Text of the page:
In other words, what do you need to do to emphasize the thing that stands out to you? Do you need to get closer or do you need to step back? Do you need to change your angle? What does the photo need?


Do you see? Landscape photography isn’t just about capturing scenes; it’s an opportunity to slow down, embrace mindfulness, and truly connect with the beauty of nature.

By asking yourself intentional questions before you press the shutter, you will not only create meaningful photographs but also cultivate a deeper connection to the landscape that envelops you.

tips for landscape photography | Copyright Karin van Mierlo, Photography Playground. Photo: Madeira Portugal

#5 Work the Light

A lot of landscape photographers would have you believe that if you’re not up at the crack of dawn chasing the perfect daybreak, you’re not the real deal.

Don’t Limit Yourself

Of course, sunrise and sunset are magical times to be out in nature. No argument there. I just think you’re limiting yourself if you think there’s such a thing as the best time to shoot. This goes for any genre of photography, by the way.

That’s why I want to encourage you to work with the light you have in the moment. It is so much more exciting than the formulaic dawn and dusk photos you see everywhere. 


If the light is less than epic, adapt. Take flat light – when the sky is full of clouds and the sun’s rays don’t reach the earth – allows you to focus on details, colors, textures, reflections, patterns, etc.

The point is learning to take advantage of the light that is. It stretches your imagination. You get to step out of your little sunny box and embrace what is.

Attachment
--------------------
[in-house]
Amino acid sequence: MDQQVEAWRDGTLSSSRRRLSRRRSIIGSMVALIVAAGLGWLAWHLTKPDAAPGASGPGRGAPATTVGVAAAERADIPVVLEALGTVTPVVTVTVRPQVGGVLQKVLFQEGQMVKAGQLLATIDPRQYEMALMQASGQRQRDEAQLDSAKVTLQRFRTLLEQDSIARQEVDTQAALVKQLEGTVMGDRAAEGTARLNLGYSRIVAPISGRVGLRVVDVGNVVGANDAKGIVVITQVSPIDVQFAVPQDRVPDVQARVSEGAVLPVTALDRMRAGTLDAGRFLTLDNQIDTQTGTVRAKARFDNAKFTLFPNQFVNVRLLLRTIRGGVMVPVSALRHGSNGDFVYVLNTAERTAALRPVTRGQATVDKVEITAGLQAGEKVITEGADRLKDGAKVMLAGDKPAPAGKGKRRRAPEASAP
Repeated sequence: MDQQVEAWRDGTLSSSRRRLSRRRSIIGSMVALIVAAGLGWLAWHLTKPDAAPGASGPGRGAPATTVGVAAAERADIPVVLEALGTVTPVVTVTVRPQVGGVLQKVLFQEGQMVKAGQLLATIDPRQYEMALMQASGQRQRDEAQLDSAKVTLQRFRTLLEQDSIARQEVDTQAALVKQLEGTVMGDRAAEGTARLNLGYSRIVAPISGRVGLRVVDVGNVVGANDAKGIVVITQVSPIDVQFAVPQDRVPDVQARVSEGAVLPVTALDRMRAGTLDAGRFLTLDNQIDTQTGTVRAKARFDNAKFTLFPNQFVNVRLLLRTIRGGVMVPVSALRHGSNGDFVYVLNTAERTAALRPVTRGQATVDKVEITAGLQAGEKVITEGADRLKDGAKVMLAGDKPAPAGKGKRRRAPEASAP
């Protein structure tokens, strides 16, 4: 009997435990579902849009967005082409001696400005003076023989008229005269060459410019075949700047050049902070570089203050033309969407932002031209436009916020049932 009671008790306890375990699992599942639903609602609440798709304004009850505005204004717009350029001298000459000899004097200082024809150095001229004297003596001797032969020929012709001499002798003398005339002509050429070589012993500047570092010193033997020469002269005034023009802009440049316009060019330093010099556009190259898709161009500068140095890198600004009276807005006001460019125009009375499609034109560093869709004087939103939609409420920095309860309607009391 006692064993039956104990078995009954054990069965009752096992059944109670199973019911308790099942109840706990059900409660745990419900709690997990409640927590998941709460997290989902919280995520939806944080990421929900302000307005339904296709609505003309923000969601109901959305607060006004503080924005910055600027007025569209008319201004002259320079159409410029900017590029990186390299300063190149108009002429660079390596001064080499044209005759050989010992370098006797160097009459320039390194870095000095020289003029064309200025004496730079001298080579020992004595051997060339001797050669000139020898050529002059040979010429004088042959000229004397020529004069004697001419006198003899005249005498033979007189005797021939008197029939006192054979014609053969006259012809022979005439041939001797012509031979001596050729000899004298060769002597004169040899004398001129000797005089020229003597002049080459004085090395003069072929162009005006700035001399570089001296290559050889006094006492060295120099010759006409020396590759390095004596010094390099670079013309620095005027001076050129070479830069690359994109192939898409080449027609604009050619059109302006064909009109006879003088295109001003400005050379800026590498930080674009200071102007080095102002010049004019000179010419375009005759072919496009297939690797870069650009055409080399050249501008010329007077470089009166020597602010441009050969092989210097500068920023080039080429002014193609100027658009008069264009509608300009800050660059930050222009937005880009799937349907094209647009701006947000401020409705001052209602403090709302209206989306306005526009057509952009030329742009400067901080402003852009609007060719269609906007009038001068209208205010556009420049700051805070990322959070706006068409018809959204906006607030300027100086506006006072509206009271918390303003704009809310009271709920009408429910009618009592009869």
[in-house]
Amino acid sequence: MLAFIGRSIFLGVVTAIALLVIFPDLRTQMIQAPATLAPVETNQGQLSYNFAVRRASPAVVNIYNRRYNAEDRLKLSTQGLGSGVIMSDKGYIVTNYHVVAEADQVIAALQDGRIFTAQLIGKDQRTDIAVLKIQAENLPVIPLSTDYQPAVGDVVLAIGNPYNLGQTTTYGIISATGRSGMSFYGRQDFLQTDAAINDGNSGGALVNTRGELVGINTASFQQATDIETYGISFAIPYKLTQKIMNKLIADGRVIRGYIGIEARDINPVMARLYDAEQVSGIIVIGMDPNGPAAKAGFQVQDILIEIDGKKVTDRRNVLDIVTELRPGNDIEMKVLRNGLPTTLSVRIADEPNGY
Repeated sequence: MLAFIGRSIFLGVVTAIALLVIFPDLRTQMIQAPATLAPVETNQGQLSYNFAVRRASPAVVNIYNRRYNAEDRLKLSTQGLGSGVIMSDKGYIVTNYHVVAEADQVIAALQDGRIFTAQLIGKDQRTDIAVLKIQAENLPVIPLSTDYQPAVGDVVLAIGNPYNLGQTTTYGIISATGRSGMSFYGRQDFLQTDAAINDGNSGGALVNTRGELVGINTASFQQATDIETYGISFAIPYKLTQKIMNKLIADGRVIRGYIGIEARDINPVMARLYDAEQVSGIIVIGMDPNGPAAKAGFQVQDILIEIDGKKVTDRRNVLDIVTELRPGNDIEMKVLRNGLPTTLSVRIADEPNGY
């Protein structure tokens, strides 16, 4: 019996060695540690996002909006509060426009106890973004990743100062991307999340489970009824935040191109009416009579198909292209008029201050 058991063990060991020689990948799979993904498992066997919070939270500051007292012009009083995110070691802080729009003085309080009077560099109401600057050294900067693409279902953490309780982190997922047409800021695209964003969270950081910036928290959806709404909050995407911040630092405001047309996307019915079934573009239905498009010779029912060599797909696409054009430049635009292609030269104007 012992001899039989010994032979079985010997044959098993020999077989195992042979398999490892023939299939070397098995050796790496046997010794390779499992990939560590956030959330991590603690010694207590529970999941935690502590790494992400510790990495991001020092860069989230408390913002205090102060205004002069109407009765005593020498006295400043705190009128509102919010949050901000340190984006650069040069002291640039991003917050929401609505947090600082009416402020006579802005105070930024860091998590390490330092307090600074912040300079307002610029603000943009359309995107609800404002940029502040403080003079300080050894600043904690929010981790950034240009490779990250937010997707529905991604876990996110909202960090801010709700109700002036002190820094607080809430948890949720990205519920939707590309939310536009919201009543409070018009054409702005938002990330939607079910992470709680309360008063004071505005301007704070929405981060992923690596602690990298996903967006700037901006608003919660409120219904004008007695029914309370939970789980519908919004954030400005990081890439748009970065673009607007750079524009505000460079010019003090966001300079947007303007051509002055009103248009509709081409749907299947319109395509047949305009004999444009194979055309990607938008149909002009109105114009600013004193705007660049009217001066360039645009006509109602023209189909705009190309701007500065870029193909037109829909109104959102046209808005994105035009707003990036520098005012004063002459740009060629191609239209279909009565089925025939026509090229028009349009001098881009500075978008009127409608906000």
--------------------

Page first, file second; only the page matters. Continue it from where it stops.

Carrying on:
You see, the thing is, you cannot change the light. The sun doesn’t shine because you ask her to. If you cannot change the circumstances, change your approach to them, right? That’s valuable not only in photography but in life!

Find out more about Natural Light Photography.

tips for landscape photography | Copyright Karin van Mierlo, Photography Playground. Photo: Pai Thailand

#6 Embrace Contrasts

Contrast is a big thing in photography. We find them in all kinds of forms. I assure you that if you open your eyes to contrast, you will find it everywhere.

The most obvious, of course, is the contrast between light and shadow, or in photography, between the bright and dark areas. 

Bright Area

This is a little tricky in terms of exposure, but I don’t want you to worry too much about it. If you make sure that the bright area in your frame is properly exposed, you will be fine, my friend. 

The darker areas are just that, dark. They support the bright area, they are more of a frame, and in that frame, the bright area can shine. Our eyes are drawn to the bright area, that’s where it happens so that needs to be properly exposed.